Shaver said he is speaking with a number of schools that are interested.

Assistant coach Mike Warren said that he heard that Utah, Colorado and Clemson have shown interest.

Aug. 21, 2016

Shadow Mountain PG Marcus Shaver commits to UC Santa Barbara

Marcus Shaver left Arizona once already to find a prep school. That didn’t work out well.

He didn’t want to make the same mistake in his search for a college to play basketball.

After careful consideration, the Phoenix Shadow Mountain senior point guard said he has committed to UC Santa Barbara.

He will sign his letter of intent in November.

Shaver is making his return to the Valley for his final high school season after leaving Phoenix St. Mary’s in 2015, once his sophomore season ended.

After the 6-foot-1, cat-quick guard averaged 23 points for the Knights his sophomore year, he took the prep academy route in Dallas, joining Prime Time, which closed in January due to financial problems.

He then went to Advance Prep International, which also was being scrutinized.

“I didn’t want to make the same mistakes as I did in choosing a high school,” Shaver wrote in an email. “As I started to take unofficial visits, I was able to visit a variety of situations on different coasts to give me an idea of where I wanted to be.

“I took a visit to UCSB last week with my family. Known for its education, this was very appealing to me. I was amazed at first glance with the campus as well as the weather. And upon meeting the coaching staff and players, it became clear it was a good fit.”

Shaver weighed the pros and cons with his parents over two days before waking up Wednesday and realizing this was where he wanted to be.

“When I woke up Wednesday morning, the first words out of my mouth was that I was going to commit,” he said. “Brandon Davis, a guard out of California who also plays for Earl Watson Elite, had just committed there. We played together in the Fab 48 this past July. Earl Watson Elite won the Fab 48 in the invitational division. Playing with the right guard in college was very important to me. We work well together. That was another factor for me.”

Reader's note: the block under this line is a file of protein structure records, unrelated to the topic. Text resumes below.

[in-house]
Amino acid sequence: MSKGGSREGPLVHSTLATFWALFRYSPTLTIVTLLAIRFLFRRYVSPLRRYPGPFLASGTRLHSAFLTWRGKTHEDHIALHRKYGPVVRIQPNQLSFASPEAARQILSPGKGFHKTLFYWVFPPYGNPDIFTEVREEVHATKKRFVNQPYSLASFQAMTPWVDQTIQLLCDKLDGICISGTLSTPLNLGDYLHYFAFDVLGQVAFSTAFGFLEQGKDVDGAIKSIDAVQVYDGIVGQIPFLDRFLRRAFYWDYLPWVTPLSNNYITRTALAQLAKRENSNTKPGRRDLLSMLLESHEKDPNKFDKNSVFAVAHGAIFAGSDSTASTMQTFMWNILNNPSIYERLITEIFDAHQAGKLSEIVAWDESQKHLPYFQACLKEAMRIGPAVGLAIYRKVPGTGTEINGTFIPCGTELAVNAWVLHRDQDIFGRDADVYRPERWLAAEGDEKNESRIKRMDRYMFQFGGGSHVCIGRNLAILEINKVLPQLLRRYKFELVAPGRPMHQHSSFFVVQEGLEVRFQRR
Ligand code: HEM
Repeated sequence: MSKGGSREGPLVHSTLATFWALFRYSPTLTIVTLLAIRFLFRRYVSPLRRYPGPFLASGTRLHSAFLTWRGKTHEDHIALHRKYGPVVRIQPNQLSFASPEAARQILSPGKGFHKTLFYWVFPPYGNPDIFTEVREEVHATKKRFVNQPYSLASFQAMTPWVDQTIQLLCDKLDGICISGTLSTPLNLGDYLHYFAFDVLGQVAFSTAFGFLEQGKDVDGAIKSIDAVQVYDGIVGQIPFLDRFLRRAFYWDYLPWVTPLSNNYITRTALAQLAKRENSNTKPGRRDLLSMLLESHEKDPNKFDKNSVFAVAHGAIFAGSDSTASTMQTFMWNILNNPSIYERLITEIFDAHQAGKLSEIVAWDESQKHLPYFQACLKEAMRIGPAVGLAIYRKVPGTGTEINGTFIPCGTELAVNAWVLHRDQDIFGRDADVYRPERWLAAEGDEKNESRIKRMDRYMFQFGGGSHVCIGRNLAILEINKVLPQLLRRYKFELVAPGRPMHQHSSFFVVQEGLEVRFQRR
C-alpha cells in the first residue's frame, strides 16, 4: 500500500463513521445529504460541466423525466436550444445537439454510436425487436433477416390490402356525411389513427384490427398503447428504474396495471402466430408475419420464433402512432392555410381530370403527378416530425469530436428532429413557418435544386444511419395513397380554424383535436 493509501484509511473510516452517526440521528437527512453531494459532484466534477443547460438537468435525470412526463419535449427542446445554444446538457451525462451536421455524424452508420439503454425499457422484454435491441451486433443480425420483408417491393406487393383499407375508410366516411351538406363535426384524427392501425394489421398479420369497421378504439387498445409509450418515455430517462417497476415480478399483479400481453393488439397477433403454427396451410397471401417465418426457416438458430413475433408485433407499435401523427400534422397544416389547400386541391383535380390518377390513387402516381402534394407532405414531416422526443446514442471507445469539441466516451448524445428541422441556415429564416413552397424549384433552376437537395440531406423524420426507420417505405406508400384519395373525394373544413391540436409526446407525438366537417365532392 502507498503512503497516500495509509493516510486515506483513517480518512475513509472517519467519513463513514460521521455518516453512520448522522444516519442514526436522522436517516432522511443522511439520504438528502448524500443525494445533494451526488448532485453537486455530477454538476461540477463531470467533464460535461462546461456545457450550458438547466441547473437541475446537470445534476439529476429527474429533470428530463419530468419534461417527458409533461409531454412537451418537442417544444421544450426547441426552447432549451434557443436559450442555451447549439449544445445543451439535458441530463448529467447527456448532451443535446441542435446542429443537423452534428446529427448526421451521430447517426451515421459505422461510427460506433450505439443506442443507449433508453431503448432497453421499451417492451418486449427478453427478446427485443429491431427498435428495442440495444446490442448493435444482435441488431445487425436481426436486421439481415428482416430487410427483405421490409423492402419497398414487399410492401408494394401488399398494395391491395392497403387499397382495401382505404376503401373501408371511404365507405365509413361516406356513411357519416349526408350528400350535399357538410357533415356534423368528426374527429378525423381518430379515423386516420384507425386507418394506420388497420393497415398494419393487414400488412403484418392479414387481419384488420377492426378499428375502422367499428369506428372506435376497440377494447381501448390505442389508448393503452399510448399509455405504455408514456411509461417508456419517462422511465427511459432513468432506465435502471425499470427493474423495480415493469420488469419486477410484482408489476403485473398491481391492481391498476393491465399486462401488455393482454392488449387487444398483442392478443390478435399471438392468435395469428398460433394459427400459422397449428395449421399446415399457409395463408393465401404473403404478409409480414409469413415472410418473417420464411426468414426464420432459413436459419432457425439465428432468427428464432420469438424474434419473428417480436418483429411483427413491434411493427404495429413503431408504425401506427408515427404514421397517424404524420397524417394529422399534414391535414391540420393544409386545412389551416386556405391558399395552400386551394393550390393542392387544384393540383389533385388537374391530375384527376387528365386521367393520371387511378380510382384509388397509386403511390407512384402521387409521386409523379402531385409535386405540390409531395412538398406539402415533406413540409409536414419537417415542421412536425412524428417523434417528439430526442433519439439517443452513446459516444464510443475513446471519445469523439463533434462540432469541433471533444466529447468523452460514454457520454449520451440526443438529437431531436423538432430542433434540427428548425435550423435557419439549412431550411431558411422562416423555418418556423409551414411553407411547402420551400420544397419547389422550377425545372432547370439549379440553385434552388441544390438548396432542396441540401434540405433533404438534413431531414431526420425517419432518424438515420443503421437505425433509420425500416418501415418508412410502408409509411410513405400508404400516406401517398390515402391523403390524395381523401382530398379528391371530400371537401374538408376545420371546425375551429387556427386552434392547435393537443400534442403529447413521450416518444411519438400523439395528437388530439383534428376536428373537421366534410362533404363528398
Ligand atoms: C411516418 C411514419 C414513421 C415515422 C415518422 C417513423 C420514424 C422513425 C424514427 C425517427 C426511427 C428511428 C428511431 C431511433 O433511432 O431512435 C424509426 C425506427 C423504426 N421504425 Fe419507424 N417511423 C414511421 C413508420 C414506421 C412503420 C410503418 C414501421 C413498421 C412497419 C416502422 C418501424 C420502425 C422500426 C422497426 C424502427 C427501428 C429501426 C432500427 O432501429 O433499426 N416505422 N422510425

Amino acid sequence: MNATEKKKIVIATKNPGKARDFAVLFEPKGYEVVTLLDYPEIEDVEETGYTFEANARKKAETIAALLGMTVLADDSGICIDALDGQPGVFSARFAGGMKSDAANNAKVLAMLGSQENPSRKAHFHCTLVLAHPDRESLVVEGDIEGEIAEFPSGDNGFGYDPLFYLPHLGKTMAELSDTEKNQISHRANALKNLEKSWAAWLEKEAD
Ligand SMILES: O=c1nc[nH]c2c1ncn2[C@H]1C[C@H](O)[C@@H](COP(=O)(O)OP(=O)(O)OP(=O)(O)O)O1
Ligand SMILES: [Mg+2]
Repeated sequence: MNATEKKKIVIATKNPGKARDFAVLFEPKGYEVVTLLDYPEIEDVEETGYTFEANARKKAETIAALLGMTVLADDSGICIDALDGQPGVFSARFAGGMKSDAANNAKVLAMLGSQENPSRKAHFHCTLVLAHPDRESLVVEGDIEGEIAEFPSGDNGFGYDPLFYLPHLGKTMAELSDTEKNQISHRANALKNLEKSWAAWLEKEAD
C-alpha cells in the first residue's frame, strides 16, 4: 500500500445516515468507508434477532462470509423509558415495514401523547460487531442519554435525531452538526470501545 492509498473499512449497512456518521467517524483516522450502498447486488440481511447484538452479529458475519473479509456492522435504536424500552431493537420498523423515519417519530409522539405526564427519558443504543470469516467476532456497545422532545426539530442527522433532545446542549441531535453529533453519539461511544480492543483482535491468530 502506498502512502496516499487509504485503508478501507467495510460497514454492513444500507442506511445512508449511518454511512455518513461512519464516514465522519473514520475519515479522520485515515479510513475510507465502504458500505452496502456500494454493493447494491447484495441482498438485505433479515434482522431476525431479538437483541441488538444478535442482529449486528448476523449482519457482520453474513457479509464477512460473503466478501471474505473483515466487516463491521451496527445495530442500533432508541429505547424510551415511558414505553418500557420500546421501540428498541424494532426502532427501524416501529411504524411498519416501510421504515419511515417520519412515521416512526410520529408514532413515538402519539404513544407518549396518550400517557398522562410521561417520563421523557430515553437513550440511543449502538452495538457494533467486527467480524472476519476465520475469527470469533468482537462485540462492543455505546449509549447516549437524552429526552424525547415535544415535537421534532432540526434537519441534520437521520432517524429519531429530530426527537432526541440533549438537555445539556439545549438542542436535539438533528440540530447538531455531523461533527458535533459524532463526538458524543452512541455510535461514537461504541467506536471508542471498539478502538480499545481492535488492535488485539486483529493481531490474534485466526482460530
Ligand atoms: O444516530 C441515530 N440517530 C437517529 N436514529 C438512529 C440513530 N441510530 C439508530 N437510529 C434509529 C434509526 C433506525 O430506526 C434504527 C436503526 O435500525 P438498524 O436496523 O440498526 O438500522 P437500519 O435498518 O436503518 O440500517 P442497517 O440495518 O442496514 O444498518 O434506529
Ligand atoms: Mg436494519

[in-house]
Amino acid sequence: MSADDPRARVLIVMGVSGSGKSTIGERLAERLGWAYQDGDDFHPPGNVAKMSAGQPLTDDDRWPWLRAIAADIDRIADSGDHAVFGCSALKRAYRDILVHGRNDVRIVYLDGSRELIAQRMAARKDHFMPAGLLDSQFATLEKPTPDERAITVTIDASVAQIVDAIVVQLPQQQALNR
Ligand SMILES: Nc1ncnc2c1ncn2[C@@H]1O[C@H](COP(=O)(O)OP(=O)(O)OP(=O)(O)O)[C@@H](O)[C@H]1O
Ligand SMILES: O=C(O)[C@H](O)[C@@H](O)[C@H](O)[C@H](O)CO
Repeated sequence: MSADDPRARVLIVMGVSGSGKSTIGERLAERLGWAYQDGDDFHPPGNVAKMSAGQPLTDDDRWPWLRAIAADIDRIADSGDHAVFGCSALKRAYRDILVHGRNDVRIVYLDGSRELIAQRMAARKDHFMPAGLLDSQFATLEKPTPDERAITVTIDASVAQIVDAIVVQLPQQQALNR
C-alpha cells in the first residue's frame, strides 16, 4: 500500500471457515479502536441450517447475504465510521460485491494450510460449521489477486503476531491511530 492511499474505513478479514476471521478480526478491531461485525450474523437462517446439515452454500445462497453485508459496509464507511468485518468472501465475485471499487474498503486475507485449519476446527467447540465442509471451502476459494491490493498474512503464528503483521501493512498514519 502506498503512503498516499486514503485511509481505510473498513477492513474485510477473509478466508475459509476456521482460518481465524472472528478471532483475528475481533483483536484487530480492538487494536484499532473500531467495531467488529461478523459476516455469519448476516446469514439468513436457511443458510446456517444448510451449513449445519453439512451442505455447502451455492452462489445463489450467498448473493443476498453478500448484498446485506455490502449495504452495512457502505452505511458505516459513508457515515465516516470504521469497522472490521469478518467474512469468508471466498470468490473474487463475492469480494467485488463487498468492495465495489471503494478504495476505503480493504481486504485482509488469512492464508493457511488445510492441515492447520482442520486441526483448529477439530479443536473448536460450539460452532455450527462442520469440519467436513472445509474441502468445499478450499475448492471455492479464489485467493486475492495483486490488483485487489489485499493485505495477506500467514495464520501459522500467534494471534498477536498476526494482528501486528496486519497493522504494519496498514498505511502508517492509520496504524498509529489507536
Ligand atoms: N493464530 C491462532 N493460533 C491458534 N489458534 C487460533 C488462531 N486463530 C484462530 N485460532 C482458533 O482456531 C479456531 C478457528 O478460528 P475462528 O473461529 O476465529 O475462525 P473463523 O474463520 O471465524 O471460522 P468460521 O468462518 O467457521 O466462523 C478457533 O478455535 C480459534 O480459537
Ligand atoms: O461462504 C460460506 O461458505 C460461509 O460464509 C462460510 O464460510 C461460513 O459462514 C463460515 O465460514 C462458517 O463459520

Shaver should benefit from a season playing for Mike Bibby, who has coached Shadow Mountain to two state championships in three years.

Shaver figures to slide into the role left by Bibby’s son, Michael, azcentral sports’ Big Schools Player of the Year last season, who is now at South Florida to begin his college career.

Shadow Mountain should have another team capable of winning it all with guards Jaelen House and Javon Blacksher back after playing quality varsity minutes as freshmen. Shadow Mountain also returns wing Darion Spottsville, a dual-threat quarterback on the football team, who will be trying to get his third championship ring.

“I haven’t gotten to see him play but if he’s as good as his demeanor in the way he conducts himself on campus, then we’re going to have a lot of fun on the court with him,” Shadow Mountain assistant coach Mike Warren said. “Very polite kid that makes a very good first impression.”